Employees will be required to certify their understanding of and intent to comply with this Policy Statement. Officers and directors and other key employees may be required to certify compliance on an annual basis.

Nomination and Governance Committee



The Nomination and Governance Committee (the “Committee”) is responsible for identifying individuals qualified to become directors, and recommending to the board of directors (the “Board”) of DPW Holdings, Inc. (the “Company”) nominees for the next annual meeting of stockholders. The Committee leads the Board in its annual review of the Board’s performance and recommends to the Board director candidates for each committee for appointment by the Board. The Committee takes a leadership role in shaping corporate governance policies and practices, including recommending to the Board the corporate governance guidelines applicable to the Company and monitoring Company compliance with policies and guidelines.



The Committee will be composed entirely of directors who satisfy the definition of “independent” under the listing standards of NYSE. The Committee members shall be appointed by the Board and may be removed by the Board, at its discretion.



The Committee shall have the following duties and responsibilities:

Review and assess the adequacy of the Company’s policies and practices in corporate governance, including the corporate governance guidelines of the Company, and recommend any proposed changes to the Board for approval.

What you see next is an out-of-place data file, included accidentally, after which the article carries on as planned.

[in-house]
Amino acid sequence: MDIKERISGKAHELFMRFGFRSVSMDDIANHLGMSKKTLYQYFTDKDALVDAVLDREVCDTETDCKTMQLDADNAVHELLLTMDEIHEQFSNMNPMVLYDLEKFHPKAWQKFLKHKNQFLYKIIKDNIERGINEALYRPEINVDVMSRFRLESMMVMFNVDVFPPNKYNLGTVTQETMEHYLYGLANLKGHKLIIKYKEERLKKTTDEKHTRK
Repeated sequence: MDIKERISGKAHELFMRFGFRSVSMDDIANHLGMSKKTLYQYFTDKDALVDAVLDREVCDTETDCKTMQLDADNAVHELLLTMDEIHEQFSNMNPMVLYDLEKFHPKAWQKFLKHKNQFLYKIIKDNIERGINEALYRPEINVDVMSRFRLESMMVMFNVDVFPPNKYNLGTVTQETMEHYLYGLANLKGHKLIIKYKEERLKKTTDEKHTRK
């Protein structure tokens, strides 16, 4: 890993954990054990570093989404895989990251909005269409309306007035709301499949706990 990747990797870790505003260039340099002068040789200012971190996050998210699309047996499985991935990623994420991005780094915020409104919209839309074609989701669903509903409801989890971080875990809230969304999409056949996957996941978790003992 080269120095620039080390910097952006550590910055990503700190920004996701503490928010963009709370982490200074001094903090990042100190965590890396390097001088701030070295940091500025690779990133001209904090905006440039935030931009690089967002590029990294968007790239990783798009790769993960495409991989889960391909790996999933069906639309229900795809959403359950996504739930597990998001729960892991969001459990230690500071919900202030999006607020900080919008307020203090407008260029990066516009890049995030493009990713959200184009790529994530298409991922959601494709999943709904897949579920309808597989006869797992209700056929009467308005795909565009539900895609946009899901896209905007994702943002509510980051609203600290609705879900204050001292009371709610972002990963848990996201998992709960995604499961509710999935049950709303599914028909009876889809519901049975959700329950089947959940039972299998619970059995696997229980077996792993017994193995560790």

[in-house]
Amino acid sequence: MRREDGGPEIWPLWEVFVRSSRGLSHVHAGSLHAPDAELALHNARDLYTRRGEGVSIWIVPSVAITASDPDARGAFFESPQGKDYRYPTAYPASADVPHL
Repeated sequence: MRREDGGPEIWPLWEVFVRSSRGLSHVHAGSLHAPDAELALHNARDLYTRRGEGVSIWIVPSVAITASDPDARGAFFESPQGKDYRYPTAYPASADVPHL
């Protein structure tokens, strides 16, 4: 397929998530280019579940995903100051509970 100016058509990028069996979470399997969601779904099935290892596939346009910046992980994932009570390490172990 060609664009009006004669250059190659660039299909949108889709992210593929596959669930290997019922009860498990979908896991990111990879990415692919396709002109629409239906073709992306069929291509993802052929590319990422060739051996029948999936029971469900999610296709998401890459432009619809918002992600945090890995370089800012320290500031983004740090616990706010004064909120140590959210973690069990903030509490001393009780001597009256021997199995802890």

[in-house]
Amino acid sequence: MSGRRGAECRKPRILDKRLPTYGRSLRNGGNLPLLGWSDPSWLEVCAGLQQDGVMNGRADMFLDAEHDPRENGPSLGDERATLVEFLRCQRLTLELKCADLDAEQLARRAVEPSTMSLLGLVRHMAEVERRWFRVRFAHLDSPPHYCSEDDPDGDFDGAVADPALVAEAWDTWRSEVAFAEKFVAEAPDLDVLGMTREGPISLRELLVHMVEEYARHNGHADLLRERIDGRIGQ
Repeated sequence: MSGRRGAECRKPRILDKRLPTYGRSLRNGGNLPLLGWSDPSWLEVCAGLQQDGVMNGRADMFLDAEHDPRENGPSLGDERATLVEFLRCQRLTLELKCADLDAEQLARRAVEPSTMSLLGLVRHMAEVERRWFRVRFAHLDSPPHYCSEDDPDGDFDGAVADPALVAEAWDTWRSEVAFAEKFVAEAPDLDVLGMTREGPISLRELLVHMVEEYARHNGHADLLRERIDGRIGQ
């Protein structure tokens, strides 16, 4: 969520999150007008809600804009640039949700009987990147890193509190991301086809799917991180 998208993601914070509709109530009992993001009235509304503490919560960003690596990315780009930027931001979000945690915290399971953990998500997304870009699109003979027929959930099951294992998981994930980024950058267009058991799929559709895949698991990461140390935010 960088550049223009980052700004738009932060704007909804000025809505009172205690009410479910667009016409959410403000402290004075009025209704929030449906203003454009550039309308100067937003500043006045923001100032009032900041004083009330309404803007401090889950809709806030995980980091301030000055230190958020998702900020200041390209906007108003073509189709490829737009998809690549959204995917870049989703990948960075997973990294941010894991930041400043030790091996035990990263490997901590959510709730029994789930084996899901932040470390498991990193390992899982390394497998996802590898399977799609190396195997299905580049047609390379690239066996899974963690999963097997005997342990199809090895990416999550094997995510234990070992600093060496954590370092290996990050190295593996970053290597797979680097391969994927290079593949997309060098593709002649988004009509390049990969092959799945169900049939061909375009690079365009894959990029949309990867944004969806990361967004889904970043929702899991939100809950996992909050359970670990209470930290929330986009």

Review and assess the adequacy of the Company’s Code of Ethics for selected executives and other internal policies and guidelines, and monitor that the principles described therein are being incorporated into the Company’s culture and business practices.

Review the appropriateness of the size of the Board relative to its various responsibilities.  Review the overall composition of the Board, taking into consideration such factors as business experience and specific areas of expertise of each Board member, and make recommendations to the Board as necessary.

Recommend to the Board the number, identity, and responsibilities of Board committees, and the Chair and members of each committee.  This shall include advising the Board on committee appointments and removal from committees or from the board, rotation of committee members, and Chairs and committee structure and operations.

Consider criteria for identifying and selecting individuals who may be nominated for election to the Board, which shall reflect at a minimum all applicable laws, rules, regulations, and listing standards, including a potential candidate’s experience, areas of expertise and other factors relative to the overall composition of the Board.

Identify to the Board the proposed slate of nominees for election at the Company’s annual meeting of stockholders.

As the need arises, to fill vacancies, actively seek individuals qualified to become Board members for recommendation to the Board.